Tuesday, November 15, 2011

Mother Monday



For some time the daughter had stewed about the inconvenience of being in such close proximity to her mother.
The phone calls at all hours; the “Hello! Anybody home?” chiming up the stairs from below; it needed to stop, or at least be checked.
Yes, the old woman needed boundaries and devoting one day a week to her seemed like a logical and practical solution.
It took a little time to iron out the kinks and get it on track, but once Mother Monday was established as “her” day things slowly settled into a very doable and rather likeable weekly event.
The weeks passed and as the Mondays would come and go the daughter realized her mother was a rather interesting woman, who had lived a very full, energetic life.
Oh to be sure, the old woman’s life had had periods of great sadness; the separation from her parents and only sibling when, after marriage, the decision had been made to settle in a foreign country; the language barrier - an almost insurmountable obstacle in those early years; the purchase of a home equalled years of hardship and hard work; raising a family without the help of relatives; and the divorce...ah, the divorce - a topic that would span several Mondays and lead the daughter to realize her life wasn’t that different from her mother’s.
The other day, on their Monday outing, the two could be found running banking errands; picking up goodies at a specialty store in preparation for the upcoming holiday; and dropping into their neighbourhood supermarket for a few necessary staples.
It was a short Monday outing, but an outing nonetheless, filled with bits of laughter punctuated by stimulating dialogue and comfortable silence.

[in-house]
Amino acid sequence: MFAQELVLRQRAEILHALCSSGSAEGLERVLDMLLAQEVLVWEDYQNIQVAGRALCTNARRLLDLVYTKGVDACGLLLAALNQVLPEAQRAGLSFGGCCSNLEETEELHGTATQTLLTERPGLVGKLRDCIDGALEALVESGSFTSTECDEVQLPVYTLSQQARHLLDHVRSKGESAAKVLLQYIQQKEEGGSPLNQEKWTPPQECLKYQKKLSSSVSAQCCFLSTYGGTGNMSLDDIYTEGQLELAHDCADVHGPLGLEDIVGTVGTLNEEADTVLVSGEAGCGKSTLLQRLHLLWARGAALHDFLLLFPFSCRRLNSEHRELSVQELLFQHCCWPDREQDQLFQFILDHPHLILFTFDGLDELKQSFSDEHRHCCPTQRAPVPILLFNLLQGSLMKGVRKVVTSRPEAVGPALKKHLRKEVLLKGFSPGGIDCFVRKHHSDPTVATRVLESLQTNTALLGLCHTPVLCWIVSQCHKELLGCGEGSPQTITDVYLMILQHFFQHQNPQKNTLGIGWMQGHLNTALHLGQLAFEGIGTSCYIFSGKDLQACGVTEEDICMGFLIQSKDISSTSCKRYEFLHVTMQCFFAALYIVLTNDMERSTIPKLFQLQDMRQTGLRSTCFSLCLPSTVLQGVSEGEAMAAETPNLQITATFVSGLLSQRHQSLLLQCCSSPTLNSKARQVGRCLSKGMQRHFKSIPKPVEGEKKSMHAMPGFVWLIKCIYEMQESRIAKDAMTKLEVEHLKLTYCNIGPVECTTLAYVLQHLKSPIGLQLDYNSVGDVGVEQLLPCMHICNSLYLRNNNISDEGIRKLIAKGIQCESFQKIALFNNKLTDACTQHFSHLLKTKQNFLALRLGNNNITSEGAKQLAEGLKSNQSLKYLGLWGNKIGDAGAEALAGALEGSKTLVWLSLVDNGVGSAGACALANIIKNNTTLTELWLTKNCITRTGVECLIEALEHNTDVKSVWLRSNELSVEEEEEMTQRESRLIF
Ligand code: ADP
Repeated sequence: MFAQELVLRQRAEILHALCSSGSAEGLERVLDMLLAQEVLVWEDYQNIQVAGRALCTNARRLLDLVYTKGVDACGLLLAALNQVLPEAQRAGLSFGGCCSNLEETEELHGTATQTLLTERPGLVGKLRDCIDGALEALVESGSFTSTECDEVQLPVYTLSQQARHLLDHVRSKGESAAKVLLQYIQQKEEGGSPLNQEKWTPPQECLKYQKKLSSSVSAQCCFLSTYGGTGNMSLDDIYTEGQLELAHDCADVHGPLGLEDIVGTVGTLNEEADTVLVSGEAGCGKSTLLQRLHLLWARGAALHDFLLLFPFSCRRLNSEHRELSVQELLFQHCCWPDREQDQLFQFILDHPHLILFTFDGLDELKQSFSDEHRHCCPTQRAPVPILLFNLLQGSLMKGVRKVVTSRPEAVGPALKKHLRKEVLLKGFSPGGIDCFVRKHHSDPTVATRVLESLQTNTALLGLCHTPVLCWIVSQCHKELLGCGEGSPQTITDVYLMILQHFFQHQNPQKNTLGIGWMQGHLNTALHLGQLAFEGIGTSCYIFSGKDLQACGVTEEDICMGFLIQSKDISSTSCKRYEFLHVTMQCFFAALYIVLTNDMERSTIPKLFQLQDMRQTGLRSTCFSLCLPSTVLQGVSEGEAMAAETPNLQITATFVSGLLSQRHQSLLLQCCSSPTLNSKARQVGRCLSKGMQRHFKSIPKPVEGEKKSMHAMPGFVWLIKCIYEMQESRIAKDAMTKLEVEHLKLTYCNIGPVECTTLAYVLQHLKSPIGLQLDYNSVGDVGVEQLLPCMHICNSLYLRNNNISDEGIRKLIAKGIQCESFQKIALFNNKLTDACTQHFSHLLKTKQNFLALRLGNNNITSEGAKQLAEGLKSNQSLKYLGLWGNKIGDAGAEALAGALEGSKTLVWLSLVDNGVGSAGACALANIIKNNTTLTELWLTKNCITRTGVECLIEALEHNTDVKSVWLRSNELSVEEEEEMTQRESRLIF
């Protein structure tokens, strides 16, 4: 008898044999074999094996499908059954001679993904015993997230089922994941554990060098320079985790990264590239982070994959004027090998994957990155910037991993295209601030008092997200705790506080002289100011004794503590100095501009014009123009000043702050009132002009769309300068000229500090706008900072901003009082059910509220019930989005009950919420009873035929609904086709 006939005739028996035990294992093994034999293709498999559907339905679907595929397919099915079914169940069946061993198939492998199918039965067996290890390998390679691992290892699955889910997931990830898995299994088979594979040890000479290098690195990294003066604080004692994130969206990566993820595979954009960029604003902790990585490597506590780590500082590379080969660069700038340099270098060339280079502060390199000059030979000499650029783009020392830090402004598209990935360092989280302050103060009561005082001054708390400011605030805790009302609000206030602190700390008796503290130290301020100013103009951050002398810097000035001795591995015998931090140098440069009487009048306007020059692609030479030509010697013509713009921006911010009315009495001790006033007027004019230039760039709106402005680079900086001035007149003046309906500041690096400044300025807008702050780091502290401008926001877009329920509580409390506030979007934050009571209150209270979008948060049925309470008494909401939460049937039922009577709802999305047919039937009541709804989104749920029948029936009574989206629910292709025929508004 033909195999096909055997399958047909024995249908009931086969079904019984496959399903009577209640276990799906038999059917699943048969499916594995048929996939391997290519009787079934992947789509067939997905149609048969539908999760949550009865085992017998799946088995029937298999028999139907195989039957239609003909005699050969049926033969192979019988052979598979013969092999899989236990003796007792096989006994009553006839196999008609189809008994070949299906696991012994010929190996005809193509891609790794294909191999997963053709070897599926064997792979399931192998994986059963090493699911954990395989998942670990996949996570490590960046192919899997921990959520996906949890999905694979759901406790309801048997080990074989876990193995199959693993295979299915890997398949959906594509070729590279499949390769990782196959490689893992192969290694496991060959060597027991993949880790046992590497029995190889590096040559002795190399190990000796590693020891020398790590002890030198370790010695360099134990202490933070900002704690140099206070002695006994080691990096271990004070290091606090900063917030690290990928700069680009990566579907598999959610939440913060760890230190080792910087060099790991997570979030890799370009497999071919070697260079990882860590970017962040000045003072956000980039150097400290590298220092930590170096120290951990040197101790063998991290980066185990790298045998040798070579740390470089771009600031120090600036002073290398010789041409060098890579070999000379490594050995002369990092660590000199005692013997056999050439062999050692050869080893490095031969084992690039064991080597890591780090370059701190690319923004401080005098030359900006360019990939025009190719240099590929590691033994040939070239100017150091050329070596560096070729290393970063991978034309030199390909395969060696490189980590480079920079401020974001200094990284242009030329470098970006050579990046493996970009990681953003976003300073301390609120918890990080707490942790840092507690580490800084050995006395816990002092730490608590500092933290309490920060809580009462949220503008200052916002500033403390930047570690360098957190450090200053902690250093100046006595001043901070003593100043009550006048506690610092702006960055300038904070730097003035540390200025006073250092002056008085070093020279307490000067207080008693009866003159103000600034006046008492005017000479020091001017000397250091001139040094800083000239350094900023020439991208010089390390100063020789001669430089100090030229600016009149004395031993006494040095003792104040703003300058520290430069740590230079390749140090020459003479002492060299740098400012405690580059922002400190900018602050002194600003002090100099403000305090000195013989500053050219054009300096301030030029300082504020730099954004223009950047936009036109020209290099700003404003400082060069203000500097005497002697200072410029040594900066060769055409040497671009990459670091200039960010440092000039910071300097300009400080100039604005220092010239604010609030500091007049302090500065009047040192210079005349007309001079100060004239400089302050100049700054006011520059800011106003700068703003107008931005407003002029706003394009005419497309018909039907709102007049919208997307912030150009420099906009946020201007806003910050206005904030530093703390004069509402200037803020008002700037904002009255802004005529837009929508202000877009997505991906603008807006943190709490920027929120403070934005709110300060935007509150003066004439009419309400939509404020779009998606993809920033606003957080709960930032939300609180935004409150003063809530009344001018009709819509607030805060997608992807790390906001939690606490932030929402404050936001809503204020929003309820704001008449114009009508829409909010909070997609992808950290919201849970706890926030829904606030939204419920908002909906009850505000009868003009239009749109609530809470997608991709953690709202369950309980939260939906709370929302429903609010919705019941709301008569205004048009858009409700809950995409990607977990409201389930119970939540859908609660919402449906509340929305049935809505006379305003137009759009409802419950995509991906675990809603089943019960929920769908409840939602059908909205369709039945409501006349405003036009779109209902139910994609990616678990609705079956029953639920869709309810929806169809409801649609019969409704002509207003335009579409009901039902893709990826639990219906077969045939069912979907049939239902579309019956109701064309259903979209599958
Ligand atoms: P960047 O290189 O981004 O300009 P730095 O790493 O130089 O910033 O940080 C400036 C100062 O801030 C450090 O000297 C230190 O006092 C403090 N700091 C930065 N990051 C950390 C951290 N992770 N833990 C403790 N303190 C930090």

Finally at home, the old woman settled onto her comfy sofa; with remote in hand she let out a big sigh - she was tired. She was aware of her lack of get up and go, and wondered about her breathing; it had been problematic as of late.
She was distracted by the daughter’s voice as it chirped a happy, “Hey mom, it’s me!” - a little routine her daughter had introduced lately so as to not startle her when she was dozing on the sofa.
The old woman smiled.
She looked up at the daughter, as she entered the room.
“I love you,” rolled gently off the lips of the old woman.
Unaccustomed to verbal, and non verbal, displays of affection from her mother, the daughter, somewhat taken aback, replied, “I’m sorry, what did you say?”
“I love you.” The old woman extended her arms upward indicating a hug was being offered.
The daughter leaned down toward her mother, accepted and returned the hug, and whispered “I love you too” right back.
Mother Monday had become an old woman’s gift to her daughter - a gift the daughter would hold onto and cherish long after her mother spent her last breath.
Have you taken the time to get to know the person behind the title of Mother? If so, what have you learned about yourself in the process?
Jenny


Monday, November 14, 2011

Icing on the Sibling Cake



The phone rang...she knew before answering who it would be.
“Your brother’s here, do you want to see him?” queried the aging voice on the other end of the phone.
“Sure...be down shortly.” The phone went dead before she could say goodbye.
It was a pattern that would not be broken, at least not in this lifetime. Oh, she’d asked and even cajoled the old woman into trying to end a phone call with goodbye...maybe - and this she was learning as time went by - saying goodbye was not in the old woman’s vocabulary.
“Why say goodbye, when I see you again anyway,” was the retort, time and time again, so, she gave up fighting ‘the closing salutation’ fight and hung up the phone.

A wee bit of preening later and down she went to what was affectionately called "the hovel” - a cosy and very inviting space inhabited by her determined mother. She smiled and wondered if she would be as spunky at eighty.

Of the four siblings, he was the icing on the cake...because he cared enough to stay neutral - hard to do she was sure of that, but he aced it and for that she was grateful.

The visit was soul nourishing and smile activating; batteries were being recharged and a sense of family restored; it felt good.

There were extra hugs to be had when the time came for him to head out for his drive home; a mountainous drive that often took its toll on, and the occasional life of, those that braved it throughout the winter months.

She hugged a little tighter and breathed in a little deeper - a memory was being set - it needed to last a lifetime, just in case.


Do you find yourself taking a moment to imprint the ‘now’, into the deep recess of your mind, knowing it might be all there ever is?

Jenny